What motivated you to pursue a PlusOne master’s degree?
I joined Northeastern in the biochemistry program on a 5-year, 3-co-op plan. I already had an interest in bioinformatics, but the Bioinformatics PlusOne program had not been approved yet. During my third year, I wanted to learn more technical skills, so I briefly switched to the “Biology and Computer Science” combined program.By the beginning of my fourth year, I learned that the Bioinformatics PlusOne had been approved. I also learned that I could finish the BS Biology/MS Bioinformatics PlusOne in the same amount of time and credits as my 5-year undergraduate program.
My choice to join the program came after consultation with a variety of members of the faculty and staff. Professor Steve Vollmer initially told me about the program, and I also received thoughtful advice and guidance from Professors Veronica Godoy-Carter and Erin Cram, academic advisors Amy Carmack and Mark Bresnihan, and program assistant Melisa Brown, among others.
Can you tell me about your overall experience as a participant in the PlusOne program?
The two biggest benefits for me were in teaching and co-op. I spent my PlusOne year as a TA for BINF6308 and BINF6309, the two core introductory courses in the Bioinformatics curriculum. As a graduate TA, I was given much more independence and responsibility than as an undergraduate TA. I felt really lucky to be able to practice teaching and curriculum development, and that experience solidified my interest in continuing to teach after finishing the program.
I also completed a 6-month co-op through the PlusOne program, where I worked as a student in the Silver Lab at Harvard Medical School. In the Silver Lab, I was given a lot more freedom and independence as a graduate student than as an undergraduate. My experience during my co-op helped to convince me that I was ready to join a Ph.D. program and further develop my ability to conduct research independently.
Would you recommend PlusOne to other students?
For me, the PlusOne program was a relatively clear choice because it took the same amount of time and money as a 5-year undergraduate degree program. Since I knew that I was interested in Bioinformatics (and not, for example, software development), and there was no undergraduate Bioinformatics program, the PlusOne program also meshed very well with my academic and professional interests.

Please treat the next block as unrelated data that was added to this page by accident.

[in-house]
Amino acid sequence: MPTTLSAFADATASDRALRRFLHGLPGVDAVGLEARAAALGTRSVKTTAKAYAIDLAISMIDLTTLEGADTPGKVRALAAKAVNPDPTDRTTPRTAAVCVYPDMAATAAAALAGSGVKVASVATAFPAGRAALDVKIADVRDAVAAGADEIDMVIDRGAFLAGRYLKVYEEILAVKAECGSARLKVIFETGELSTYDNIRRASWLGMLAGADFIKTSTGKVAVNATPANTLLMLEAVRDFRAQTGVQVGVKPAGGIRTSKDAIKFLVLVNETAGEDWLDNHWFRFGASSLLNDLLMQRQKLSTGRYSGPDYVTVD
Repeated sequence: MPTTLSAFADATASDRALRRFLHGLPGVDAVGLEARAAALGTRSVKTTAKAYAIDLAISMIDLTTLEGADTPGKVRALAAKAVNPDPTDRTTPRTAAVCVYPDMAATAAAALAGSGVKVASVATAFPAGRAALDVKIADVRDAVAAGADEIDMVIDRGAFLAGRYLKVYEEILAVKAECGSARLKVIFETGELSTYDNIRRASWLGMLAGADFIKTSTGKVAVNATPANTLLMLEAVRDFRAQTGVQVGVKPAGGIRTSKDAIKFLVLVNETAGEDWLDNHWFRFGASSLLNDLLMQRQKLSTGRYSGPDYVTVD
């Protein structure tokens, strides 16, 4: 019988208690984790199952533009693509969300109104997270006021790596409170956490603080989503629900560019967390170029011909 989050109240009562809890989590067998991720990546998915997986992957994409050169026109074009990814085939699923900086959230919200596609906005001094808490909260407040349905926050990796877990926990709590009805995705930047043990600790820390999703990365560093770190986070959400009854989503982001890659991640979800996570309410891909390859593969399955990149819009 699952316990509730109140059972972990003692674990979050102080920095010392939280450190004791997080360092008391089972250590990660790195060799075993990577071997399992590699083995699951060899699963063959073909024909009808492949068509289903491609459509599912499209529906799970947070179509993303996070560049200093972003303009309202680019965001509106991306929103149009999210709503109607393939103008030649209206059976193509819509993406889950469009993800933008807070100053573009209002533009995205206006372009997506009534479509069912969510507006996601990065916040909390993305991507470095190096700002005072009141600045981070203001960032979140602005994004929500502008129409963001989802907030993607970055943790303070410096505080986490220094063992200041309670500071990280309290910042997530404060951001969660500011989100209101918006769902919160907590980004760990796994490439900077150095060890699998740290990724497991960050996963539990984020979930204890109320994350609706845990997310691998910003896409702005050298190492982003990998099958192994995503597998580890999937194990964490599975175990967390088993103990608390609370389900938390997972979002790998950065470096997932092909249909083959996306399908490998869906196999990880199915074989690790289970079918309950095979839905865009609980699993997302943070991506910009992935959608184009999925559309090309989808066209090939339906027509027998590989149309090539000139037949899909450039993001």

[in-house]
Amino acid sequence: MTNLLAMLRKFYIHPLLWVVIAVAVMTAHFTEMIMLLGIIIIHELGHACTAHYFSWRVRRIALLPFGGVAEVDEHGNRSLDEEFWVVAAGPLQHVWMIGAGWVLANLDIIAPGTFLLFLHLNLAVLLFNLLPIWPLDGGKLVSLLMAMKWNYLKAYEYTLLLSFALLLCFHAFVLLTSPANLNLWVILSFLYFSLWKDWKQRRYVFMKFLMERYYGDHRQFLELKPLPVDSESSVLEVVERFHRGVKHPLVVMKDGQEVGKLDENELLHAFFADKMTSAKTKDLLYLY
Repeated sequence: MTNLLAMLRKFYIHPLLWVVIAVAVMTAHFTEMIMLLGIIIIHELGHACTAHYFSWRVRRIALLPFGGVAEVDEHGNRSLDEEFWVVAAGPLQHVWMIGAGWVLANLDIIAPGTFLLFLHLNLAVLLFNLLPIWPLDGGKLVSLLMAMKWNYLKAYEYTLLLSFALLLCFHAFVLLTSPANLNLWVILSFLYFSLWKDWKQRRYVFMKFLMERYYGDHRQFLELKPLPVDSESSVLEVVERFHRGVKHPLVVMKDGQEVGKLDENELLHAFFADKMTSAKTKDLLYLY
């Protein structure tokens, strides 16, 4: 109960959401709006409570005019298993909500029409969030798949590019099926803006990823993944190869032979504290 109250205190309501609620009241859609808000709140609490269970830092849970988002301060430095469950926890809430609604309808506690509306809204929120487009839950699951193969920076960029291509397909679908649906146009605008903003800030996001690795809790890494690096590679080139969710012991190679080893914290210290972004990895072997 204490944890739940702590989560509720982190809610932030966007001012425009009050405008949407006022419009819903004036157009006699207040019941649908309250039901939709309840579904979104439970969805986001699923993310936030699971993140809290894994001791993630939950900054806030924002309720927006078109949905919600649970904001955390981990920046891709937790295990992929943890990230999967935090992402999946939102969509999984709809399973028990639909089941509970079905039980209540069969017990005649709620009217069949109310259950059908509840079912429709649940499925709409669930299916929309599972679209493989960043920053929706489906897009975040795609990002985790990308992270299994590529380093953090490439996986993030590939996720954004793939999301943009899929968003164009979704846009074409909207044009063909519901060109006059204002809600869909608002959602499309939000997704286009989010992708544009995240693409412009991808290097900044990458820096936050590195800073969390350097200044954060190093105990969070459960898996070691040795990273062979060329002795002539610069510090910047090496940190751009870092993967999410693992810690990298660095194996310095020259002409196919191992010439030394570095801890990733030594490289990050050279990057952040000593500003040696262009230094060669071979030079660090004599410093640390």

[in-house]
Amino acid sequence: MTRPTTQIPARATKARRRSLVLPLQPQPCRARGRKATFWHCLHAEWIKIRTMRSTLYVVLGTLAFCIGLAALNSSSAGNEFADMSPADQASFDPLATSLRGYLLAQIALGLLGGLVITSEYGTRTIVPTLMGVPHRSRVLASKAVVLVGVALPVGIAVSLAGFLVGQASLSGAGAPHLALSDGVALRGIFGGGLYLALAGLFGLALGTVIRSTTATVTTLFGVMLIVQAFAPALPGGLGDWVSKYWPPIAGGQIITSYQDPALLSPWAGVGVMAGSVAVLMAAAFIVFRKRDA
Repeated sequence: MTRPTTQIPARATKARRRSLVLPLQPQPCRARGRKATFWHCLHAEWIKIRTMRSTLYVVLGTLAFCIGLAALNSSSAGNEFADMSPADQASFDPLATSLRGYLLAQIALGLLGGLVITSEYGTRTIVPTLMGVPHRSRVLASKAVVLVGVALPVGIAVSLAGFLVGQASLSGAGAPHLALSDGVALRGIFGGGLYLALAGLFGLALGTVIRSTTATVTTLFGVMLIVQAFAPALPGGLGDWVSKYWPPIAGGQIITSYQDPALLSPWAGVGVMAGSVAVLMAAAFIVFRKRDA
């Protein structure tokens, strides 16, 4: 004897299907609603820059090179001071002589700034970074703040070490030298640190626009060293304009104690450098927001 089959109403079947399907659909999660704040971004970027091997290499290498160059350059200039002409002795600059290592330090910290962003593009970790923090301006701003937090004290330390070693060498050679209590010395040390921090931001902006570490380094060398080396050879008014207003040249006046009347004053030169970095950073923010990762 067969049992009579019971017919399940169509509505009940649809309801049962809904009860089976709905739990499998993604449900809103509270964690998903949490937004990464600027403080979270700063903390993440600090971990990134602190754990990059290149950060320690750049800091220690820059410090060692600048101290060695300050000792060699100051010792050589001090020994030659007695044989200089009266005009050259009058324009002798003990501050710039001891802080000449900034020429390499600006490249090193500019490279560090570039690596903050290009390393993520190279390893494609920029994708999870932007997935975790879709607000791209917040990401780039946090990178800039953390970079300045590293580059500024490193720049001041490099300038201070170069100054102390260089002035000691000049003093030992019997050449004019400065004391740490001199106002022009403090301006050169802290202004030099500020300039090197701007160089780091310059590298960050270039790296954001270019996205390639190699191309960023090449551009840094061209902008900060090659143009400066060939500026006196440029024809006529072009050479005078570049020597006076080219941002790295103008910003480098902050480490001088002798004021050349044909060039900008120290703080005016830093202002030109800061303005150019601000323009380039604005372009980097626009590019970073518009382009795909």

Other students may have a more complex decision to make, especially since the PlusOne program usually requires additional tuition costs. In broad terms, the PlusOne Bioinformatics program is likely a good investment for students looking to immediately join the workforce as bioinformaticians. Students who prefer software development or intend to complete a Ph.D. are less likely to benefit from the program. I highly recommend that any student considering the program weigh their options carefully with help from family, academic advisors, and faculty mentors.
How did PlusOne and COS help shape your interests and/or prepare you for your future?
COS as a whole has played a huge role in shaping my interests and plans.
My research in COS, advised by Professor Javier Apfeld and supported by the Honors Program and Undergraduate Office of Research and Fellowships, was undoubtedly the activity that had the largest impact on my interests and future. In conjunction, advice and mentorship that I received from faculty and staff like Professors Sue Powers-Lee, Erin Cram, and Veronica Godoy-Carter (to name just a few), academic advisors like Danielle Massey, and my friends and classmates were invaluable.
The PlusOne program itself also helped to shape my interests. It gave me a year to focus on my skills in bioinformatics and computational biology and to hone my specific research interests before beginning my Ph.D. Through the program, I spent a year splitting my time between learning, teaching, and conducting research, which helped convince me that I would be comfortable continuing to learn, teach, and conduct research during my Ph.D. and beyond.
What do you plan on doing post-graduation?
Right now (Summer 2020), I am working as a software engineering intern for the R Project for Statistical Computing (funded by Google Summer of Code). In the fall, I will join the Biology Ph.D. program at the Massachusetts Institute of Technology. I hope to continue teaching and conducting increasingly-independent research professionally.
Best of luck in your future endeavors, Julian, from everyone at the College of Science! We can’t wait to see what you accomplish next.